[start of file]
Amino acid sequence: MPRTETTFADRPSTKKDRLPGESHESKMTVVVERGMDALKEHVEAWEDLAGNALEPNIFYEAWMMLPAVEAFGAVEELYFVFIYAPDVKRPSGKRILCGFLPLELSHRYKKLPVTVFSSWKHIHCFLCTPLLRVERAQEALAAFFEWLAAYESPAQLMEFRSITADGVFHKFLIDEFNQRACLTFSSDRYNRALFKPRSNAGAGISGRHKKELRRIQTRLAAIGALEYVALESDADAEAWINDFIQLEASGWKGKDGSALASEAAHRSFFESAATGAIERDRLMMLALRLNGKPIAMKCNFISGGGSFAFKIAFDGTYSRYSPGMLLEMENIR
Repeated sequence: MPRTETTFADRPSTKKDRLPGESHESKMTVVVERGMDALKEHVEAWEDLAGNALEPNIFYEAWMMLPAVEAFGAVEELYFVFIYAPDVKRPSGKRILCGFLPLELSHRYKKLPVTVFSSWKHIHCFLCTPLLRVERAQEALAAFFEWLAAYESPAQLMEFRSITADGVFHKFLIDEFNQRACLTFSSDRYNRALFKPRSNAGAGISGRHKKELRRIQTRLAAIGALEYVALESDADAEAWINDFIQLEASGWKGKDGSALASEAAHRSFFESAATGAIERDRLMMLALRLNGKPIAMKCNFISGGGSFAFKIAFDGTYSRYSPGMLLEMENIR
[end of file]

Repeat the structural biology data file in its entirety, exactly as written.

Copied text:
Amino acid sequence: MPRTETTFADRPSTKKDRLPGESHESKMTVVVERGMDALKEHVEAWEDLAGNALEPNIFYEAWMMLPAVEAFGAVEELYFVFIYAPDVKRPSGKRILCGFLPLELSHRYKKLPVTVFSSWKHIHCFLCTPLLRVERAQEALAAFFEWLAAYESPAQLMEFRSITADGVFHKFLIDEFNQRACLTFSSDRYNRALFKPRSNAGAGISGRHKKELRRIQTRLAAIGALEYVALESDADAEAWINDFIQLEASGWKGKDGSALASEAAHRSFFESAATGAIERDRLMMLALRLNGKPIAMKCNFISGGGSFAFKIAFDGTYSRYSPGMLLEMENIR
Repeated sequence: MPRTETTFADRPSTKKDRLPGESHESKMTVVVERGMDALKEHVEAWEDLAGNALEPNIFYEAWMMLPAVEAFGAVEELYFVFIYAPDVKRPSGKRILCGFLPLELSHRYKKLPVTVFSSWKHIHCFLCTPLLRVERAQEALAAFFEWLAAYESPAQLMEFRSITADGVFHKFLIDEFNQRACLTFSSDRYNRALFKPRSNAGAGISGRHKKELRRIQTRLAAIGALEYVALESDADAEAWINDFIQLEASGWKGKDGSALASEAAHRSFFESAATGAIERDRLMMLALRLNGKPIAMKCNFISGGGSFAFKIAFDGTYSRYSPGMLLEMENIR